The Nature Conservancy's Willow Creek Preserve has three major demes on managed habitat which together apparently reliably produced over 150 adults over seven years, and over 1000 in three of these years. However given low numbers in 2005, probably only one deme would rank C on its own. The largest (the main site) is possibly in decline overall since by far the highest number estimated was 1147 in 2000, and the two lowest were 337 in 2006 and 129 in 2005. This metapopulation could reasonably be ranked BC reflecting fluctuations and uncertainties. TNC's Coburg Ridge is over 200 adults in two of four years, but fell to an estimated 23 adults in 2005, but could rank as C in part due to on-going management. Basket Butte (USFWS) is probably the largest occurrence and probably functions as two demes, although only one of two units appears to harbor significant numbers. Still with over 1000 adults in at least three of seven years and over 200 in all years, this one seems likely to merit BC. USFWS states that PVA indicates low potential for this taxon to survive for 100 years, but this is not factored into ranks here. One would guess that the two Green Oaks sites would be a metapopulation but with pooled totals of 5 in 2000 and 14 in 2001, a rank of C seems unjustified based on the information given even with over 130 adults in 2004-2006, so CD. Deer Creek Park is not counted as an occurrences because no adults are seen there most years. If the remaining 21 are ranked as separate occurrences there appears to be enough uncertainty about only seven to justify a rank of CD. The other 14 appear to rate a straight D, for example eight of these 10 or fewer adults estimated least once in only four to seven years, including Oak Creek Rd. which is doubtfully an actual population since the maximum estimate is three.

Population Size: 2500 - 10,000 individuals
Population Size Comments: Total population probably less than 3000 in some years. See Schultz (1995) who suggests about 1400 individuals for Lane County in 1993 and 850 in 1994 for well-studied populations. Her estimates may be a bit low, since they are not based on mark-release-recapture. USFWS (2008) suggests about 3000-5000 citing her work.

Number of Occurrences with Good Viability/Integrity: Very few (1-3)
Viability/Integrity Comments: Two occurrences seem to approach B rank (good viability) standards, another seems viable, and seven more are suggested as CD rank. See number of EOs comments field.

Overall Threat Impact: High
Overall Threat Impact Comments: Most populations are small, with under 50 adults in at least some years since 2000, and so very vulnerable to "winking out", and only about three large ones are clearly viable. The primary foodplant is also listed as Federally Threatened. Some colonies on private land are still subject to possible elimination by development, agriculture, livestock use, and tree planting or even just lack of management. Invasive weeds such as Himalayan blackberry and Scotch broom and wildfire are potential threats on protected sites on public land. The three largest populations are for now fairly secure being owned and managed by the Nature Conservancy and US Fish and Wildlife Service.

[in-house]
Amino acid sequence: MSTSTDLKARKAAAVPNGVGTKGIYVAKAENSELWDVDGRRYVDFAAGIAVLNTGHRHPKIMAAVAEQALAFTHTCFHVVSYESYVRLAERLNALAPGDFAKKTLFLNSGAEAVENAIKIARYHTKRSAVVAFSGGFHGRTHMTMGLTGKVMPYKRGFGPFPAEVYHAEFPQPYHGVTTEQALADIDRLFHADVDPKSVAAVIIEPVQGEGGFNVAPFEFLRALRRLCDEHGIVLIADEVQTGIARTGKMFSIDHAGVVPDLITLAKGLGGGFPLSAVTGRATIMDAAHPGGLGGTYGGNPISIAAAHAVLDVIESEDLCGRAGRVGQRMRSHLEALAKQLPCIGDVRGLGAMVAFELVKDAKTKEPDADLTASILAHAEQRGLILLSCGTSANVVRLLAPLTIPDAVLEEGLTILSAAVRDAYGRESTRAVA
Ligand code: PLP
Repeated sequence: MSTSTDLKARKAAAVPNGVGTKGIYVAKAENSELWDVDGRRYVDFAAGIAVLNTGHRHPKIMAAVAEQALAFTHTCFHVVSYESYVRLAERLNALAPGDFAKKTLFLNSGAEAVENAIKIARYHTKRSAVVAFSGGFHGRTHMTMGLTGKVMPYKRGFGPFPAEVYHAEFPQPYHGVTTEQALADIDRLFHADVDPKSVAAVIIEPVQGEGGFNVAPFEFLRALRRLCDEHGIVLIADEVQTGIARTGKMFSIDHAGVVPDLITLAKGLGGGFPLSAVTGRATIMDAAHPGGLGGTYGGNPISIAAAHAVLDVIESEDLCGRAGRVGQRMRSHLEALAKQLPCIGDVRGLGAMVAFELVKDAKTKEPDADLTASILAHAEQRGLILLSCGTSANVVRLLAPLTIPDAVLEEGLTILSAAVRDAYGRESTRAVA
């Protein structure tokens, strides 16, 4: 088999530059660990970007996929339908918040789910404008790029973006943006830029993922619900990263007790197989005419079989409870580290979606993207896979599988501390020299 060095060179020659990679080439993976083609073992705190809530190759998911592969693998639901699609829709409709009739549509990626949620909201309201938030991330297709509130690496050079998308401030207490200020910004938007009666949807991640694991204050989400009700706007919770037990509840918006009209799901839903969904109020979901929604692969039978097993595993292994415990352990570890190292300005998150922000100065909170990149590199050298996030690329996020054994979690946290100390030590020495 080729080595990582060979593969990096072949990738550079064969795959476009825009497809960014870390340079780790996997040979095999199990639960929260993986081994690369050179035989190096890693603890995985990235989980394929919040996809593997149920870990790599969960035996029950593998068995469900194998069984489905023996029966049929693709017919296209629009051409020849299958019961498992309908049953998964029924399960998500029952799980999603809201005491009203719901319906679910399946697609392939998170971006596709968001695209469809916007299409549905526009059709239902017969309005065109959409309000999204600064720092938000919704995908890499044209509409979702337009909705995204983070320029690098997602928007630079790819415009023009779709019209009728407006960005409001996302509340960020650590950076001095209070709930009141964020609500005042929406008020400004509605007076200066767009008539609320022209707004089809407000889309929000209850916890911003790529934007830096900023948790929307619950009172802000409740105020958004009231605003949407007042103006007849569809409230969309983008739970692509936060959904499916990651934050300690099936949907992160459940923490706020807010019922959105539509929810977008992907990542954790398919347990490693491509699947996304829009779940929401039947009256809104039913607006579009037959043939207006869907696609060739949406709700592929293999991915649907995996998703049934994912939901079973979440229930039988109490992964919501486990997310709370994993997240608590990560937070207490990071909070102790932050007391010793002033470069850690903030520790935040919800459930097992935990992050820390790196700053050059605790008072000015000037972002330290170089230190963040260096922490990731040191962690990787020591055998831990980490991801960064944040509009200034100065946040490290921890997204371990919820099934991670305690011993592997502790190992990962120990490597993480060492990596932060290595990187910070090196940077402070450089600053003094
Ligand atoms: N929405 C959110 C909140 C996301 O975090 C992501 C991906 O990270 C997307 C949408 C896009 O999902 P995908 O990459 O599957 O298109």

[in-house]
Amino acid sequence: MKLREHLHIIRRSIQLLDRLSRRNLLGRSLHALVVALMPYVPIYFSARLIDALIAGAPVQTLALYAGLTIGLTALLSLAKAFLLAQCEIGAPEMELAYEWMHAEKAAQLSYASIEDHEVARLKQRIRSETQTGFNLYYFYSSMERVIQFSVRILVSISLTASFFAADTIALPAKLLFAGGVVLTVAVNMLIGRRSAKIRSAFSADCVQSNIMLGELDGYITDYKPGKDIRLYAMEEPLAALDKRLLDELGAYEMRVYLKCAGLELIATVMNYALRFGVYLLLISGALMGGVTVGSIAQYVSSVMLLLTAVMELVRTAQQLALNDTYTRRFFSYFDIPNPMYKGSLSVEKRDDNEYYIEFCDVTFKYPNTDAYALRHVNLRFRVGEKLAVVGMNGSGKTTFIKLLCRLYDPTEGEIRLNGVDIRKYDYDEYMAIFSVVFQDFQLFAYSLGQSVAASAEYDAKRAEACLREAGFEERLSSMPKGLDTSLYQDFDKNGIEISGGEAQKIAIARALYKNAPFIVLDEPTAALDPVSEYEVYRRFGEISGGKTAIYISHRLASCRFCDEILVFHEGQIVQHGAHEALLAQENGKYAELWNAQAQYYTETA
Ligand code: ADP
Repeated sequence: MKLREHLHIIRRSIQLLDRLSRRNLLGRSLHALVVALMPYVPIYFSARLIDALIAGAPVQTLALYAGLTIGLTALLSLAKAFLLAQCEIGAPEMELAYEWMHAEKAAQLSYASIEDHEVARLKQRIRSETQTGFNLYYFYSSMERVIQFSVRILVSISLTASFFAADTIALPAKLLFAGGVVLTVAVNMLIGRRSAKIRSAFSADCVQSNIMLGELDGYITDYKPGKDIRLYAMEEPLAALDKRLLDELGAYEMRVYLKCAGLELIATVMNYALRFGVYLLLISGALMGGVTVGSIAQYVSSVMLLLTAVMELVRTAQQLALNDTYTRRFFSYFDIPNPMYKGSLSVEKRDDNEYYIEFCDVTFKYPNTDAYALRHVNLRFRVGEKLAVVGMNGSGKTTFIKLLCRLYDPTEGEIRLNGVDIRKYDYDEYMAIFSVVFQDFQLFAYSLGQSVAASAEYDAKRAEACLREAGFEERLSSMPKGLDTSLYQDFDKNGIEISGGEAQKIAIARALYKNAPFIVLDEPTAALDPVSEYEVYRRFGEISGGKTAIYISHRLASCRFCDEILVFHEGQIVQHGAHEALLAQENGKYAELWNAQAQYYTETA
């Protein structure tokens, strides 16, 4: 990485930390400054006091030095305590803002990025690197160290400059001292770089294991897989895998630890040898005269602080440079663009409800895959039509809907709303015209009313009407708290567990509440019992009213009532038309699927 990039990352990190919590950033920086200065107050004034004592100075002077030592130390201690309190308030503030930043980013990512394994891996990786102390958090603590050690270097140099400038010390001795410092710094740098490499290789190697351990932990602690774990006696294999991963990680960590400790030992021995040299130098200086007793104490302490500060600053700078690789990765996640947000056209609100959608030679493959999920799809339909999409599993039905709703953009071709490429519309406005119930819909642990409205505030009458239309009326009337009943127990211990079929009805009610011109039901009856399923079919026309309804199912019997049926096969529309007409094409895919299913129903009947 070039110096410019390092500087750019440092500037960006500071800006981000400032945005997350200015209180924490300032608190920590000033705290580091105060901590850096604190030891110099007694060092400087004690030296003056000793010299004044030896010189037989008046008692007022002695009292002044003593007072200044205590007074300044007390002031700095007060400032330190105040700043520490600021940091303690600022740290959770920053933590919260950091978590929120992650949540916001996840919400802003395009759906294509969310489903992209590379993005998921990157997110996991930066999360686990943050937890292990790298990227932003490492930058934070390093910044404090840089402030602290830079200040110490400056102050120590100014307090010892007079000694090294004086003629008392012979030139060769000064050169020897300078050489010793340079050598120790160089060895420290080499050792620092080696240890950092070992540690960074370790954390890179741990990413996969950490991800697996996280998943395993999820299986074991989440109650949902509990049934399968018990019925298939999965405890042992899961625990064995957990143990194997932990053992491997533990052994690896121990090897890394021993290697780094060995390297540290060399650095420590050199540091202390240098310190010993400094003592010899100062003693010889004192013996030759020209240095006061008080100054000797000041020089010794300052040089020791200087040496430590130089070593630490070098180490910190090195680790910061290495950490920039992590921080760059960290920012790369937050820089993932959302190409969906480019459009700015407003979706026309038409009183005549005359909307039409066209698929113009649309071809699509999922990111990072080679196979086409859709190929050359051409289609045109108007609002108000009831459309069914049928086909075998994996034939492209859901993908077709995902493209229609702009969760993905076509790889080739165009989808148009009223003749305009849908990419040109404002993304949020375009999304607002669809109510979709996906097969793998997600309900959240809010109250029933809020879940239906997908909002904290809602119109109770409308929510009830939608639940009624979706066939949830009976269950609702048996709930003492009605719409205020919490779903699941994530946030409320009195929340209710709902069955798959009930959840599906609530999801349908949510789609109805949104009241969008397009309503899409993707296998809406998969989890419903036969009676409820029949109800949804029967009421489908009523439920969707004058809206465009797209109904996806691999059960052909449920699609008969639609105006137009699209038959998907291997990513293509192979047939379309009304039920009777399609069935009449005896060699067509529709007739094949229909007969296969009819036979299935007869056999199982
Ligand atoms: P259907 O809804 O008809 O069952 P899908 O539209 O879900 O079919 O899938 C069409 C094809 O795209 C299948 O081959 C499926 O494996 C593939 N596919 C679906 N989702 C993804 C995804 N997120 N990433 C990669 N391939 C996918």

Short-term Trend: Relatively Stable (<=10% change)

Long-term Trend: Decline of >90%
Long-term Trend Comments: USFWS (2008) states that 99.9% of presettlement habitat has been lost.

Intrinsic Vulnerability Comments: Most populations are small enough that they could be lost due to natural fluctuations.

Other NatureServe Conservation Status Information

Protection Needs: Some populations on private lands may be significant enough to warrant protection probably by purchase.

Distribution
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Global Range: (250-1000 square km (about 100-400 square miles)) Small area in Oregon, mostly on west side of, and no more than 33 miles frow, the Willamette River. Occupied habitat fragments in Lane, Polk, Benton and Yamhill Counties (USFWS, 2008). The recent range is almost linear from north to south and extends a bit under 100 miles, widening at the southern end to around 20 miles, but mostly much less. The range would fit into a polygon of less than 1000 square miles.

U.S. States and Canadian Provinces

Due to latency between updates made in state, provincial or other NatureServe Network databases and when they appear on NatureServe Explorer, for state or provincial information you may wish to contact the data steward in your jurisdiction to obtain the most current data. Please refer to our Distribution Data Sources to find contact information for your jurisdiction.
Color legend for Distribution Map
Endemism: endemic to a single state or province

U.S. & Canada State/Province Distribution
United States OR

Range Map
No map available.


U.S. Distribution by County Help
State County Name (FIPS Code)
OR Benton (41003), Lane (41039), Linn (41043), Polk (41053), Washington (41067), Yamhill (41071)
* Extirpated/possibly extirpated
U.S. Distribution by Watershed Help
Watershed Region Help Watershed Name (Watershed Code)
17 Upper Willamette (17090003)+, Mckenzie (17090004)+, Middle Willamette (17090007)+, Yamhill (17090008)+, Tualatin (17090010)+